I am writing a bootloader for the ATmega168 and trying to understand the role of the reset vector. As I understand it, when the bootloader is ready to start the application, it moves the program counter to the reset vector address (0x0000).
From the datasheet in Table 27-6, it appears that the application flash also starts at 0x0000. If I put the application code in flash starting at 0x0000, wont I overwrite all the interrupt vector table and disallow interrupts for the actual program?
In short, what address should the bootloader write the application code to? How can I make sure that when I call the reset vector that it then jumps to the application code?
This has a lot of explanation : http://jaxcoder.com/Projects.aspx?id=912541054
You can also have a look at the optiboot.c file of the OptiBoot project : http://code.google.com/p/optiboot/
Why do you want to know that ?
The Arduino IDE can burn the bootloader and upload a sketch. You don't have to know all the addresses and vectors.
The Interrupt Service Routine is code in flash. That means its address is fixed. So the vector table has fixed values and is also in flash. I don't see the problem.
Once the bootloader has passed on executation to the uploaded sketch, the bootloader is not used in any way anymore. And every time you press the reset button (hardware reset) the bootloader starts first. That's just how it is.
You can upload a sketch with a programmer (it is in the menu of the Arduino IDE) the bootloader is omitted and the sketch starts running immediately.
Note that on AVR, the vectors are actually full “JUMP” instructions, rather than just addresses to jump to (like they would be on an ARM.) So the “vector” at location 0 is actually something like a “jmp start” instruction, and the code that invokes vectors actually sets the PC to the vector address and executes whatever instruction is there. (this allows applications that don’t contain a vector table, for example. The reset hardware starts the cpu at pc=0, and that either is a jump instruction “vector”, or just actual code.)
Thank you all for the responses. It sounds like if I want to keep all of my interrupt vector table, I need to place the application code after it. Table 12-4 (from datasheet) indicates the first available address is 0x0034 after the vector table. We can only write to flash a page at a time and a page is 128 bytes (Table 27-9) so I should place application code at 0x0080. Then I should put 0x0080 in the reset vector. The code would look something like this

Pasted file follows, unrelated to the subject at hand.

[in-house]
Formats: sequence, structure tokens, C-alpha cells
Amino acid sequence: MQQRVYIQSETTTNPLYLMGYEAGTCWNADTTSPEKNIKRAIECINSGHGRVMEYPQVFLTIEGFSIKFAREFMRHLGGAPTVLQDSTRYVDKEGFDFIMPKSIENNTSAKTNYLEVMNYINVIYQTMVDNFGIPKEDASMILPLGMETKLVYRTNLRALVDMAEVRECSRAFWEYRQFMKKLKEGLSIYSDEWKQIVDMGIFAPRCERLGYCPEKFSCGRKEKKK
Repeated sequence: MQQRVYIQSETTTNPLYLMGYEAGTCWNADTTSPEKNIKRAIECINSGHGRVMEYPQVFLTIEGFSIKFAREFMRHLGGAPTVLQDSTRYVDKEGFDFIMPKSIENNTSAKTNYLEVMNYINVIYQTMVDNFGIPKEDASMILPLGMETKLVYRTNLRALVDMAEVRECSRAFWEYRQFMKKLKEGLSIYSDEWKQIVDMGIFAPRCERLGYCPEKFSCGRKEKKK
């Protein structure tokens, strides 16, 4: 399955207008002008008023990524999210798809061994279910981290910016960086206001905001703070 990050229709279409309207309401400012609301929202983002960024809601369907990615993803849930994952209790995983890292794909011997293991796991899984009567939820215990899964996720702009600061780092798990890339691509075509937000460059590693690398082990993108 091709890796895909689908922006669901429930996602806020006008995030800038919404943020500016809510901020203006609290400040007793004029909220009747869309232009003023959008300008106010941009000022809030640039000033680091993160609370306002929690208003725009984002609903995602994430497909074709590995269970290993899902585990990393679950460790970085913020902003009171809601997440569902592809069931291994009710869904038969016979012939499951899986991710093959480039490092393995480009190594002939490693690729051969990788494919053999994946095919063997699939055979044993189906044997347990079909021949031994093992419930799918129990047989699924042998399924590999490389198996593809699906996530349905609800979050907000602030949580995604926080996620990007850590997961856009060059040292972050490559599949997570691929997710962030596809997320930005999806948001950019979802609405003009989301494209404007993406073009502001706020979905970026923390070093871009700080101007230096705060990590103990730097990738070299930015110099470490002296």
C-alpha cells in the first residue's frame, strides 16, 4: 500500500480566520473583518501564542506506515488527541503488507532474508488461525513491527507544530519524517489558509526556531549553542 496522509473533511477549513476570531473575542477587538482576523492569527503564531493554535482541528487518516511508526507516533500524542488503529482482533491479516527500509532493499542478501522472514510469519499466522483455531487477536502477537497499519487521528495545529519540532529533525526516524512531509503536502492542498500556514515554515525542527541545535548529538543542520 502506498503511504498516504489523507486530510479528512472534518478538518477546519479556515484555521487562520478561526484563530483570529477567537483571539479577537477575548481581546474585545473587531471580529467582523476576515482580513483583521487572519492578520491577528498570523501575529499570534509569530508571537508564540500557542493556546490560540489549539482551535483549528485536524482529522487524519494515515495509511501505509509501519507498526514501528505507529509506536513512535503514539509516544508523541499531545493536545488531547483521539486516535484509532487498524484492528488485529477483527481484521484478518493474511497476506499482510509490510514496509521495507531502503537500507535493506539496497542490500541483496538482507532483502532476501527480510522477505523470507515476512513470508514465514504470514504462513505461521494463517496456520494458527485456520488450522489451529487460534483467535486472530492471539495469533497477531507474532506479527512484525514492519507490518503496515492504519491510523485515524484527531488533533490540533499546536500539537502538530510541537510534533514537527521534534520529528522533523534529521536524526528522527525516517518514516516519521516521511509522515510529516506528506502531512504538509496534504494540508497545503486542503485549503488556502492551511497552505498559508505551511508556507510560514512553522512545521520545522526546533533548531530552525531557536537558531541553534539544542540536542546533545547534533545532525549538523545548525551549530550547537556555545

#define APP_START_ADDR (0x0080)
//do bootloader/place code with pages starting at APP_START_ADDR
//now tell the microcontroller where to go on reset
//i think in assembly I could just write asm(".org 0x0000\n" "jmp 0x0080\n");
uint16_t *ptr_to_reset = 0x0000;
*ptr_to_reset = APP_START_ADDR;
//now actually call reset so the application can run
Is this correct? Thanks.
Can you tell why you want to do that ?
The Arduino IDE sets is correctly for you, and so does the avr-gcc compiler.
No problem. I want to program my microcontroller wirelessly. A similar project is located here.
Bluetooth or Wifi or with an RF module ?
So the bootloader must have the code for the wifi. I think the bootloader can only have certain sizes, I hope it fits.
The Optiboot has certain timings, that might not be compatible for wifi. But at least the optiboot shows how to write the code into the flash. Does avrdude have a programmer option that is useable for wifi ?
I think there is already a bootloader that loads the hex file via ethernet. I forgot what the name is for that project.
It sounds like if I want to keep all of my interrupt vector table, I need to place the application code after it.
I think you're missing something. The vector table is normally included as part of the application, so the application INCLUDING THE VECTOR table is usually programmed starting at location 0 in flash.
if you want to use interrupts within the bootloader, you can relocate the vector table to the start of boot section instead of at 0, using the IVSEL bit in MCUSR.
Where this falls apart is if you're using a chip that doesn't have support for a separate bootloader section. In this case Optiboot tries to implement a "virtual boot section." What happens there is that the bootloader tries to "intercept" the vector table in the downloaded application, and replace it with the bootloader's start address (while also saving the application start address somewhere else, so that it can actually be started.)
Good point. I think I was missing something as well but it makes sense now. For now I am not planning on using interrupts for the bootloader. It looks like the code will go something like this:
get hex data for program
copy hex data into flash starting at 0x0000
asm(".org 0x0000\n" "jmp 0x0000\n");